Community testers are able to perform rapid HIV test into a comprehensive prevention approach in line with participant's life.
2.8% of participants tested positive. Infection was confirmed in all cases, 80% were linked to care. Cases were diagnosed at early stages of disease.
Strengths and limitations of this study
This HIV testing and counselling programme is exclusively based on MSM community, and continuing the prevention counselling with the awareness of the HIV serostatus includes testing into a comprehensive prevention approach.
Community-based HIV testing programmes may be attractive and efficient in large urban areas (like Paris), but perhaps less so in smaller cities, where an outreach approach may work better.
The number of HIV diagnoses was small; the prevalence and median CD4 count among the few HIV-infected participants should therefore be interpreted with caution.
Until very recently in France, only physicians could prescribe, perform and provide the results of HIV tests. Although current HIV testing rates in France rank second in Europe, 1 roughly 50 000 of an estimated 135 000–170 000 people infected with HIV remain unaware of their infection.2 Among people the most concerned by HIV, men who have sex with men (MSM) account for half of new HIV infections approximately.3 4 The HIV incidence in MSM is 60-fold higher than in the overall population.3 Moreover, a recent study demonstrated that 32% of MSM were diagnosed at advanced stages of disease.5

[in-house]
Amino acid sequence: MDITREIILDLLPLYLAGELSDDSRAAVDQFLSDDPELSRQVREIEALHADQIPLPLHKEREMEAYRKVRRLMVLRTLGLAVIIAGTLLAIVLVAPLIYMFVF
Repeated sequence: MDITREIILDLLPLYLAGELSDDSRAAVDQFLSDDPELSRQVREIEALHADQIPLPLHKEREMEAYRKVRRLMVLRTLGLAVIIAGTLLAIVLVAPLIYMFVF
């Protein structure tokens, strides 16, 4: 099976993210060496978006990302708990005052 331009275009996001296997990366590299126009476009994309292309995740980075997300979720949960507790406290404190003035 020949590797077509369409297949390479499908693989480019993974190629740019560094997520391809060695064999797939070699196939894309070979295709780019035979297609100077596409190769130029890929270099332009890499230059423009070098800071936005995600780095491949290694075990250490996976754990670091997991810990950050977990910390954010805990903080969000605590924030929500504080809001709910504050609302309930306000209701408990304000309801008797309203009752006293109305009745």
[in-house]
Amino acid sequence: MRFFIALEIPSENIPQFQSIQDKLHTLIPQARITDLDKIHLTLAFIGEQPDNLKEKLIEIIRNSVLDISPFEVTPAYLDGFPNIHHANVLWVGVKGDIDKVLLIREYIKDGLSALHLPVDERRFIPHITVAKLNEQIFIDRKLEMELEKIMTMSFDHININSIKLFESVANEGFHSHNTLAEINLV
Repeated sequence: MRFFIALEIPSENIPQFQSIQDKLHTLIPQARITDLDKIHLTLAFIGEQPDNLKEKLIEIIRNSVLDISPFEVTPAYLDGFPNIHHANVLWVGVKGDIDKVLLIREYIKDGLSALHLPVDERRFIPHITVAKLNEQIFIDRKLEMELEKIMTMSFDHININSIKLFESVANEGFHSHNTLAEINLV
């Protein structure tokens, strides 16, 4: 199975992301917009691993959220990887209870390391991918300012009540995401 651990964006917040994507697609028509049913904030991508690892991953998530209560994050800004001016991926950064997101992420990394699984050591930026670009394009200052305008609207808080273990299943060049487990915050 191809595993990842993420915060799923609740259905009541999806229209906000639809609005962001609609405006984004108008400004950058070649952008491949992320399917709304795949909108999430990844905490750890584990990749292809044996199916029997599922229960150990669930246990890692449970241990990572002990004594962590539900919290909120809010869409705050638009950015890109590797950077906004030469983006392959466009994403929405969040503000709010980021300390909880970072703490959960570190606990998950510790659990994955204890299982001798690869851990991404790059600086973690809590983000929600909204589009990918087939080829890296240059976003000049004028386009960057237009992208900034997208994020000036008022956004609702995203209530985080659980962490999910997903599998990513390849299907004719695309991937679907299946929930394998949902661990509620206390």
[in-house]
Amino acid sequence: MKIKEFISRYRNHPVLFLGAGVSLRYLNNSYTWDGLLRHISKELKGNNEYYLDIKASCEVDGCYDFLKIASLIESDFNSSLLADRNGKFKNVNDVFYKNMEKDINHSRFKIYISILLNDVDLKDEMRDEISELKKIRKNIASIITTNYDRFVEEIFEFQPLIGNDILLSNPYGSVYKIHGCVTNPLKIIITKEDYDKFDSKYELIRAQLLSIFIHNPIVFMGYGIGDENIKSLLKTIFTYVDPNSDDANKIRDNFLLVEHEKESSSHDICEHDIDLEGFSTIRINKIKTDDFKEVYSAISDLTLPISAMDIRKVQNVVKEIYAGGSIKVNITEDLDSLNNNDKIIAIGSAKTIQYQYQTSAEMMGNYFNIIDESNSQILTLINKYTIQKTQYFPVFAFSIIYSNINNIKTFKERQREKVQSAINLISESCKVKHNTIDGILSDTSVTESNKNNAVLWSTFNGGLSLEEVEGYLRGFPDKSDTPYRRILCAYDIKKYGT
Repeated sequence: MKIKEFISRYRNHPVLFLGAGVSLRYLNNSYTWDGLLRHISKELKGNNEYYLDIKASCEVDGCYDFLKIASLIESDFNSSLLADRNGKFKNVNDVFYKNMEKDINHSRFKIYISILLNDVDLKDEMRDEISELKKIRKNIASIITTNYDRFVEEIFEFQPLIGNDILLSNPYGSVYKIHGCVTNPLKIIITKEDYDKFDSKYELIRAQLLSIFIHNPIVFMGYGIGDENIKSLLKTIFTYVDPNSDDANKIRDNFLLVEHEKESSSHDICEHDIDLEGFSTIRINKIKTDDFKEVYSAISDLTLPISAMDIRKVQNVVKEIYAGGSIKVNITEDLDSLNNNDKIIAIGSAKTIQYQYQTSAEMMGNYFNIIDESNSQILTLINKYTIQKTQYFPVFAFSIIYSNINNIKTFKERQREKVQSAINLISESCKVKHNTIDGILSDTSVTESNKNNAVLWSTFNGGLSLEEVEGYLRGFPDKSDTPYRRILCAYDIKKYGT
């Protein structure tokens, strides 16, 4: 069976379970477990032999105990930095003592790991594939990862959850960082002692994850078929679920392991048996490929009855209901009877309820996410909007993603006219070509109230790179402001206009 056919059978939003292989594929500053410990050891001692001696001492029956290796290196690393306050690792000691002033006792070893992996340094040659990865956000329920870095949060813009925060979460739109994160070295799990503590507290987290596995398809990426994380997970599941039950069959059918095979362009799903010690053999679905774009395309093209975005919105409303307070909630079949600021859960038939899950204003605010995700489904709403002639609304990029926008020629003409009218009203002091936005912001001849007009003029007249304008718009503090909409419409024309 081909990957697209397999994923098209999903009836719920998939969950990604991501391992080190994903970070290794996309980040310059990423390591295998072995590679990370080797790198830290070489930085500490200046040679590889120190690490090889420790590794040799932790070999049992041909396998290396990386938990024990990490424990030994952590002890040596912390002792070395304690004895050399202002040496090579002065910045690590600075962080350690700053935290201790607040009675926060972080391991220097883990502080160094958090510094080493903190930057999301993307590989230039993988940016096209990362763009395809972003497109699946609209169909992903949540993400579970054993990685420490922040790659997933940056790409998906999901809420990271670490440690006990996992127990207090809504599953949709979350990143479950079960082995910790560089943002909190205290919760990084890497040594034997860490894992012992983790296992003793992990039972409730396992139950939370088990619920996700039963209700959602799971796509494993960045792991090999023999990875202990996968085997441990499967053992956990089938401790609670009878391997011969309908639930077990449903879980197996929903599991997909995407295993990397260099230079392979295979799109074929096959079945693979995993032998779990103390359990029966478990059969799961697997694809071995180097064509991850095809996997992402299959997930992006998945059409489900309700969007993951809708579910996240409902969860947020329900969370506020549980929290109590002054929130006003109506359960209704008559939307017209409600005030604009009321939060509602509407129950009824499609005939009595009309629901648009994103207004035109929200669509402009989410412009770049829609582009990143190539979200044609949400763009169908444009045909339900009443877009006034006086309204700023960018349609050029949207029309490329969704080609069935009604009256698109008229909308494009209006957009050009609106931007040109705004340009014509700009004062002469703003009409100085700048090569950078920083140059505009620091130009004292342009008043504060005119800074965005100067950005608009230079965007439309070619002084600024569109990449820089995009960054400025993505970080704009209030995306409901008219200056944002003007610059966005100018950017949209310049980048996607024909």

The most significant barrier to early HIV testing is the absence of perception of risk for HIV.6–8 In an effort to overcome this barrier, the French ministry of health recently recommended that physicians perform one-time routine voluntary HIV tests in the general population and annually in population groups at high risk of infection such as MSM.9 10 However, barriers to HIV testing remain at the individual level: fear of the disease, its disclosure and subsequent social stigma, as well as poor access to HIV testing.6–8 In addition, the gay community highlight inappropriate counselling and some moralistic attitudes face to their sexual practices and testing habits in conventional testing services as barriers to regular HIV testing.11